But all is not signification. There is a long tradition in the interpretation of symbol that defines the symbol as an intrinsic relationship between the symbol and that which is symbolized. Even Saussure affirms this interpretation of symbol. "One characteristic of the symbol is that it is never wholly arbitrary; it is not empty, for there is a rudiment of a natural bond between the signifier and the signified." (Saussure, Course in General Linguistics, ed. Charles Bally and Albert Sechehaye in collaboration with Albert Reidlinger, trans. Wade Baskin [New York: Philosophical Library, 1959]).
As a historian of religions I affirm this general meaning of the symbol and especially the religious symbol. However, religious symbols, precisely because of their intrinsic power, radiate and deploy meanings; the spread of these meanings creates an arena and field of power relationships which, though having their origin in symbols and symbolic clusters, are best defined in terms of significations and signs. On a methodological level this tendency is expressed in the range of disciplines such as the sociology, psychology, and anthropology of religion. My essay "Prolegomenon to a Religious Hermeneutic" is an indication of this tendency.
The power of signification is equally present when one places various methodological theories within the various cultural milieux in which they arose. This enables one to see the different forces and valences that come into play when the tools of method are being fashioned and to see that it is quite possible that methodological theories could have been otherwise, but also it enables one to understand why they were not. I am not suggesting that all methodology should be reduced to a problem of the sociology of knowledge. I am, rather, stating that a total hermeneutical discussion cannot overlook the role of signification in the creation of theoretical formulations.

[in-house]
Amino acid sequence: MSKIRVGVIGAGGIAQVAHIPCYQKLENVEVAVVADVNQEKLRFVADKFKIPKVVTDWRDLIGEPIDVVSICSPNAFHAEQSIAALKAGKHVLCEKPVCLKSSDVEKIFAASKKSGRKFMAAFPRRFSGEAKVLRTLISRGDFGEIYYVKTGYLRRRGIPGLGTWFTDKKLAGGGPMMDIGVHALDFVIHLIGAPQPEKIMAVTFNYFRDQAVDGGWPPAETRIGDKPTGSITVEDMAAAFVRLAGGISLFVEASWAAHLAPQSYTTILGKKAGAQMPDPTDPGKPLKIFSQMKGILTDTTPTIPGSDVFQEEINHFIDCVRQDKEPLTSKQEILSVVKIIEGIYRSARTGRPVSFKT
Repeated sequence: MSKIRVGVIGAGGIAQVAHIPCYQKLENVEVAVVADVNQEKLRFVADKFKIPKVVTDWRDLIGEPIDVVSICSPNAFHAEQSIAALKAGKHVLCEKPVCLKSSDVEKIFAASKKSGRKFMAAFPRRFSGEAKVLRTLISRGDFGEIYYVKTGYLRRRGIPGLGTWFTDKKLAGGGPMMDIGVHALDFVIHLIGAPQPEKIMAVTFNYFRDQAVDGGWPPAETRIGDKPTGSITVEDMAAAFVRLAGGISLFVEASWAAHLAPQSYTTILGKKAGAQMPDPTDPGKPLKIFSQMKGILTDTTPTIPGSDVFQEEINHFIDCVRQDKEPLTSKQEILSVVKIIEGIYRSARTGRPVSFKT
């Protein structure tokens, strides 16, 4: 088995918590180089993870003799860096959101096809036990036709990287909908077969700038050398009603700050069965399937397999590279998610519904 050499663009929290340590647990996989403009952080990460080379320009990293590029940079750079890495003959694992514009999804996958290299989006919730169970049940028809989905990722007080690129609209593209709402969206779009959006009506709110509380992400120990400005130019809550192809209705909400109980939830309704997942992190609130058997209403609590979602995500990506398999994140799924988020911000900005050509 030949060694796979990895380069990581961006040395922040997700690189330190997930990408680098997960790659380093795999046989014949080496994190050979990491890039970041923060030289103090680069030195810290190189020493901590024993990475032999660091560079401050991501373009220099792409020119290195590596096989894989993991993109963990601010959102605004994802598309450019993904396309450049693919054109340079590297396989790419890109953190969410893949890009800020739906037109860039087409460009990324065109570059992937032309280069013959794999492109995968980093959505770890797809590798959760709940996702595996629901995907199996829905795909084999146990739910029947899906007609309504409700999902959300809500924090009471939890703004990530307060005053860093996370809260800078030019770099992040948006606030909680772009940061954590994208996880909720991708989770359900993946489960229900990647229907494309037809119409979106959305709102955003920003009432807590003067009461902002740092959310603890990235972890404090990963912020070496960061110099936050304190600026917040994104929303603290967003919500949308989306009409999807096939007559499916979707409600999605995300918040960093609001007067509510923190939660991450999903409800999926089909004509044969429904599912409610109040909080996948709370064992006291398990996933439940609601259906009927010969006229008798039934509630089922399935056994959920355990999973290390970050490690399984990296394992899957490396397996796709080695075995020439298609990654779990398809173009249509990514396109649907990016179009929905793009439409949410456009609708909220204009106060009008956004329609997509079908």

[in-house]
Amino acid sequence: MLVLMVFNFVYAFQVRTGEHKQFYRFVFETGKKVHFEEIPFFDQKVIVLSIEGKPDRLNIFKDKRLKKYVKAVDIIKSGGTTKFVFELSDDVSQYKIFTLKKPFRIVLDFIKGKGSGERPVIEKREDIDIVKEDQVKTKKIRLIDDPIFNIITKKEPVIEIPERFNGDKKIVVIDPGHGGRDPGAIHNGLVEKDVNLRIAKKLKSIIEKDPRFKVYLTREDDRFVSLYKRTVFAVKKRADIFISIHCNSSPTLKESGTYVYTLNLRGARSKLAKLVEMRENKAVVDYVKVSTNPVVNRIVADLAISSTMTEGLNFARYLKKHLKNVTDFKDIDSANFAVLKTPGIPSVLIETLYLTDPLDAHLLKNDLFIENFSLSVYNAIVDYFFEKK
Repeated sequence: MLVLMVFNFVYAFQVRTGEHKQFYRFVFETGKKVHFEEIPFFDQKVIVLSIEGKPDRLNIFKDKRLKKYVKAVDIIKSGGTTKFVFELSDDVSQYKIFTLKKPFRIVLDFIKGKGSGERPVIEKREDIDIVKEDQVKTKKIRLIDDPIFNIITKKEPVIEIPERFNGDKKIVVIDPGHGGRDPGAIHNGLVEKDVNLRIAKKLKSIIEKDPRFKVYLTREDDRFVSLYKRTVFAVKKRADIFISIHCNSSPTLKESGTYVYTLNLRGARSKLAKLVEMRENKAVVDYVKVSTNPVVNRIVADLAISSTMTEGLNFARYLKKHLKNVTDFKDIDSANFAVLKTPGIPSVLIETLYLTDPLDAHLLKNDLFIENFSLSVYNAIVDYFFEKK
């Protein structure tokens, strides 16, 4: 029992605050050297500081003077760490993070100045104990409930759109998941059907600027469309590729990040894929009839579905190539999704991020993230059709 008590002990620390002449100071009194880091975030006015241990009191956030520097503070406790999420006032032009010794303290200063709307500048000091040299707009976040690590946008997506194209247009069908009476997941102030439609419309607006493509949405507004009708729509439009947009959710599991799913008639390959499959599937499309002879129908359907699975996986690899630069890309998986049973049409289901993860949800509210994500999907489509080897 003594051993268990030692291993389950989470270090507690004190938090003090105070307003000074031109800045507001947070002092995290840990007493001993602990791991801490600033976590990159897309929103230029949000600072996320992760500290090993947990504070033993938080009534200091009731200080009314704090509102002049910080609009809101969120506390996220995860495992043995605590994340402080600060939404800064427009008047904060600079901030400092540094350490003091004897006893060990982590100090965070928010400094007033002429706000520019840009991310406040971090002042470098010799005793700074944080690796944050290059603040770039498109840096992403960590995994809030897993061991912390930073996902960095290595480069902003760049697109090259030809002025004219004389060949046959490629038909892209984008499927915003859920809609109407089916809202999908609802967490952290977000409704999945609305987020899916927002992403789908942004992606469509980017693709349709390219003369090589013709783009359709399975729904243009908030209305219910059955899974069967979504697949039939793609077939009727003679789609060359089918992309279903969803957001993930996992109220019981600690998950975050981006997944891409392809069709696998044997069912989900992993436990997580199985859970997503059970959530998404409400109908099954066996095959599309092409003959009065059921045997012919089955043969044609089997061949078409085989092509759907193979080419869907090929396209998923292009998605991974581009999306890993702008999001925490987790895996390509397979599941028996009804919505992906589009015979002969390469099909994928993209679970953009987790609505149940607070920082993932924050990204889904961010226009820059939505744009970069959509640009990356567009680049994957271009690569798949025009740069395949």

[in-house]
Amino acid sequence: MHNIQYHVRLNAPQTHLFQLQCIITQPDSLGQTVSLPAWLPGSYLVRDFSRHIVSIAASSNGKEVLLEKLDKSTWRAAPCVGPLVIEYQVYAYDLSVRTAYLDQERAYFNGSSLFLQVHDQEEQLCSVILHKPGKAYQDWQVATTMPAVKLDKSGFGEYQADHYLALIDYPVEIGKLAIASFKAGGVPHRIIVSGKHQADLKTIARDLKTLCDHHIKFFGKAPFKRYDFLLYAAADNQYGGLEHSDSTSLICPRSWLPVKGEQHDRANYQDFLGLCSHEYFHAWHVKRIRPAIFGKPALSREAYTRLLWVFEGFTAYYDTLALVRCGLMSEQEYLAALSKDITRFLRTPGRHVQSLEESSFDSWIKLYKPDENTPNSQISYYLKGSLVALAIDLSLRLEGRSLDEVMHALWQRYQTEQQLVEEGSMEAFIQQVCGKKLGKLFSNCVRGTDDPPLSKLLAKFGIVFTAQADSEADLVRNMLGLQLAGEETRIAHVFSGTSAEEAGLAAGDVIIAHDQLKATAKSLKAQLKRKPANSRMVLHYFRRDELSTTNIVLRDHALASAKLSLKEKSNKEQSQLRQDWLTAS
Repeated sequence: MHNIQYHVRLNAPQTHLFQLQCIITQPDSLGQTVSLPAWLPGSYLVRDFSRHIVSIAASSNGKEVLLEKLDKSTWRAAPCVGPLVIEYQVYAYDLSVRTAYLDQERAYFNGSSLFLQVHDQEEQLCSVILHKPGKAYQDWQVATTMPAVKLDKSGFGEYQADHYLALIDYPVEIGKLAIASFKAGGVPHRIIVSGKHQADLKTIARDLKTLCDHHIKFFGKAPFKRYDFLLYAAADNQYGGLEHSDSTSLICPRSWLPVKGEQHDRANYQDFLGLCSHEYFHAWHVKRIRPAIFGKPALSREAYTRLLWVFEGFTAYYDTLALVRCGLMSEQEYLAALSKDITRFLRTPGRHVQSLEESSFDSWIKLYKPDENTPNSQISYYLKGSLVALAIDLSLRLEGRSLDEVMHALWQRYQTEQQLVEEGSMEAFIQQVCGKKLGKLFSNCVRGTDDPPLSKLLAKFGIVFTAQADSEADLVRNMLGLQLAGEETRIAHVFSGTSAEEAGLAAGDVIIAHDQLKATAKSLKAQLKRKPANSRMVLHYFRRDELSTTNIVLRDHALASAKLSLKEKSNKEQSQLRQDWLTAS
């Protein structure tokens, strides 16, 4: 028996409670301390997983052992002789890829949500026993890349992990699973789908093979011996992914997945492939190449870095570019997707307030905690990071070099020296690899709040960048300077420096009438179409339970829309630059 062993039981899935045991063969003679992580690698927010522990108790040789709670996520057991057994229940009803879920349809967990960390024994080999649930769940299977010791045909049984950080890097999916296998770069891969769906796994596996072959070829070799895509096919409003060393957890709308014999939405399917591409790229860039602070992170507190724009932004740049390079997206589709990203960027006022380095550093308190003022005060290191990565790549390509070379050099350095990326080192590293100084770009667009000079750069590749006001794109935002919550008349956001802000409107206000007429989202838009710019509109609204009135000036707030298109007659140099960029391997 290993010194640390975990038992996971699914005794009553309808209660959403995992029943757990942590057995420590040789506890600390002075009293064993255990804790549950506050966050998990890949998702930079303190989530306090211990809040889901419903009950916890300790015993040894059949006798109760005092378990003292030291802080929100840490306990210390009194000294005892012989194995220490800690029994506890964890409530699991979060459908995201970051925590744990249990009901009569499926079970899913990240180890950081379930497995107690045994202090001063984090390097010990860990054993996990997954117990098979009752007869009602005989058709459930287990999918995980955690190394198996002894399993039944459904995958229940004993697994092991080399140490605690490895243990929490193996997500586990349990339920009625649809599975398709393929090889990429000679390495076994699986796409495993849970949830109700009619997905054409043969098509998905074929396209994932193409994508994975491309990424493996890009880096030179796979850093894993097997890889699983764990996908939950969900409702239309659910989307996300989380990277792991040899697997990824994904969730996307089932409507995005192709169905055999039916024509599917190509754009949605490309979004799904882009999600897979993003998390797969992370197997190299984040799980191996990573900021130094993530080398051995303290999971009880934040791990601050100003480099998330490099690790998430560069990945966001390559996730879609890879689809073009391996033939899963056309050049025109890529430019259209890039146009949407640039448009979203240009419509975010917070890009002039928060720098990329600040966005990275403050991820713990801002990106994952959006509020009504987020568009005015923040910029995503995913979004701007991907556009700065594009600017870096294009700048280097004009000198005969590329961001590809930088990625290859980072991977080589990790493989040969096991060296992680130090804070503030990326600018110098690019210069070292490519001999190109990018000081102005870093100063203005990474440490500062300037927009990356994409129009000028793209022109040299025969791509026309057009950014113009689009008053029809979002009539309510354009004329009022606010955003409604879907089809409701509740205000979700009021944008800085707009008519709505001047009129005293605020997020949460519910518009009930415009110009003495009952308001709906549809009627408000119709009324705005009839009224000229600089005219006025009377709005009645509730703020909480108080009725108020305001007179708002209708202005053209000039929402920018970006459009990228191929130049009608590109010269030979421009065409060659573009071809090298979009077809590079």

The essays published here were written over a period of some two decades. They were originally written for other occasions, and almost all have been published in journals and other books. There is of course a kind of unity that stems from a single author working self-consciously within the resources and restraints of a particular academic discipline. As I read them over again for publication as a single text I noted other sorts of unities and threads of common meaning.
All of the essays have a methodological tone and intent. To be more precise, all of the essays are hermeneutical attempts to make sense of the phenomenon of religion on the most general level and of the problematic meaning of religion in the United States in particular. The reality, status, meaning, and proper methods for the study of religion are issues that are grist for the mill for one who has chosen to be a historian of religion. This disciplinary orientation begins with the problematical nature of religion in the post-Enlightenment world of the West. While continuities between religion in the modern world and the meaning of this phenomenon in premodern cultures are attested to in theories and methods for the study of religion, the problematical status of religion itself as an authentic and even necessary mode of human experience and expression is an acute issue of the modern period.